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Adversaeschna brevistyla
Archaeosynthemis orientalis
Austroaeschna atrata
Austroaeschna flavomaculata
Austroaeschna inermis
Austroaeschna ingrid
Austroaeschna multipunctata
Austroaeschna parvistigma
Austroaeschna pulchra
Austroaeschna sigma
Austroaeschna subapicalis
Austroaeschna unicornis
Austrocordulia refracta
Austrogomphus amphiclitus
Austrogomphus australis
Austrogomphus cornutus
Austrogomphus guerini
Austrogomphus melaleucae
Austrogomphus ochraceus
Austropetalia tonyana
Austrothemis nigrescens
Cordulephya montana
Cordulephya pygmaea
Crocothemis nigrifrons
Dendroaeschna conspersa
Diplacodes bipunctata
Diplacodes haematodes
Diplacodes melanopsis
Eusynthemis brevistyla
Eusynthemis guttata
Eusynthemis virgula
Hemianax papuensis
Hemicordulia australiae
Hemicordulia tau
Hemigomphus gouldii
Hemigomphus heteroclytus
Nannophlebia risi
Nannophya australis
Nannophya dalei
Notoaeschna sagittata
Orthetrum caledonicum
Orthetrum villosovittatum
Parasynthemis regina
Procordulia jacksoniensis
Spinaeschna tripunctata
Synthemis eustalacta
Telephlebia brevicauda
Tramea loewii

Eastern Pygmyfly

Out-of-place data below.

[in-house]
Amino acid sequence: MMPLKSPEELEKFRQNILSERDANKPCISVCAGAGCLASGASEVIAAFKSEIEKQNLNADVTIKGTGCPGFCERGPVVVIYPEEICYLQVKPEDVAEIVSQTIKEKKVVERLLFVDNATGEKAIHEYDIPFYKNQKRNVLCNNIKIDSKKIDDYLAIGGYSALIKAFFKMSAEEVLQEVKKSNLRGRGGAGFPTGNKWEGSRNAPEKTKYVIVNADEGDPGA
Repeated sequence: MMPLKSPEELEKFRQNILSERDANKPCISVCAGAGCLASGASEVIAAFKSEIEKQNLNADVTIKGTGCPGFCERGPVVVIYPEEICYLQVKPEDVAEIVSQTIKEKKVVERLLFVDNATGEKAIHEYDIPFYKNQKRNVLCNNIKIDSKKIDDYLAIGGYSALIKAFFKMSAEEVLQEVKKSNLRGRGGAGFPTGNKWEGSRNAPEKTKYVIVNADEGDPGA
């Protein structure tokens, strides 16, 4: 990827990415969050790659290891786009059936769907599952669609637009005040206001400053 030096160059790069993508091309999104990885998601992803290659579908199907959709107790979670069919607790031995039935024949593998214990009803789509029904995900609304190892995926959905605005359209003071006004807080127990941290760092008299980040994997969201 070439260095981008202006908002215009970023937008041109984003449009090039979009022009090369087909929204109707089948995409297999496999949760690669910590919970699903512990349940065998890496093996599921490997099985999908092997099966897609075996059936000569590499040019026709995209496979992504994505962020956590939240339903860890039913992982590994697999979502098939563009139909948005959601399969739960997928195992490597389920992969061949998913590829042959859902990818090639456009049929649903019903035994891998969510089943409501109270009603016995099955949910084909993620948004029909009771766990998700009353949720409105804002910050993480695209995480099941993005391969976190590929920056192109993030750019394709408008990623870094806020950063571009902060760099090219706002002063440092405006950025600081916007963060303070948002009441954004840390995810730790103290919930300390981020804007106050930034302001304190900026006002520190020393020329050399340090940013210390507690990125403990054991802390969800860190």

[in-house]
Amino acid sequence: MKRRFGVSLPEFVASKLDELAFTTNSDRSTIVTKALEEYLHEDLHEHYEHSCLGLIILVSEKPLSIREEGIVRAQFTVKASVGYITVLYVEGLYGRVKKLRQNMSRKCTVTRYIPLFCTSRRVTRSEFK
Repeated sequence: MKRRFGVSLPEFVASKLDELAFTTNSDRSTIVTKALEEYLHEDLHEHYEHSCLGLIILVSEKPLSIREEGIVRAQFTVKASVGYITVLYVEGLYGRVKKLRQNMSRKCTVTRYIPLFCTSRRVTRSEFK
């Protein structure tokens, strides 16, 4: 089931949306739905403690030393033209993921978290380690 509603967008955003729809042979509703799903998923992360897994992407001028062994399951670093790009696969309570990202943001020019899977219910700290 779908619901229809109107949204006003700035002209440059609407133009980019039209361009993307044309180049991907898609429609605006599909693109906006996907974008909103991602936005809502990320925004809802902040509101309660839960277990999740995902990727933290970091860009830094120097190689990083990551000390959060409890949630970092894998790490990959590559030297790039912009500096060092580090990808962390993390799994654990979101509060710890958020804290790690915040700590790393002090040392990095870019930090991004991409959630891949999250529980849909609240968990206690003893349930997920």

Nannophya dalei

Nannophya dalei Distribution Male Nannophya dalei Male Nannophya dalei
Image: 800×576, 45KB
Date & Time: 25 November 2008 18:20
Location: Bunyip State Park

Male Eastern Pygmyfly Male Eastern Pygmyfly
Image: 640×480, 45KB
Date & Time: 12 November 2008 11:15
Place: Bunyip State Park

Female Nannophya dalei Female Nannophya dalei
Image: 480×560, 35KB
Date & Time: 12 November 2008 11:25
Place: Bunyip State Park

These are very small dragonflies — the first time I saw them I thought they were some sort of wasp at first. I've found them around boggy waterholes, where the aquatic vegetation is thick. Their overall distribution ranges from Melbourne's east up to Brisbane as well as eastern parts of Tasmania.

Teneral insects are bright yellow all-over, mature males have a black head and thorax and bright red abdomen (tail) and mature females are yellow, orange and black (as shown in the last photo).

I observed some males (and to a lesser extent, some females) curl their tails down (as shown in the second photo). I assume this is some form of communication but I don't know what the message might be.

There is also a very similar looking species from south-west Western Australia, the Western Pygmyfly Nannophya occidentalis, which used to be classed as the same species as N. dalei.

Page Updated: 10-Dec-2008
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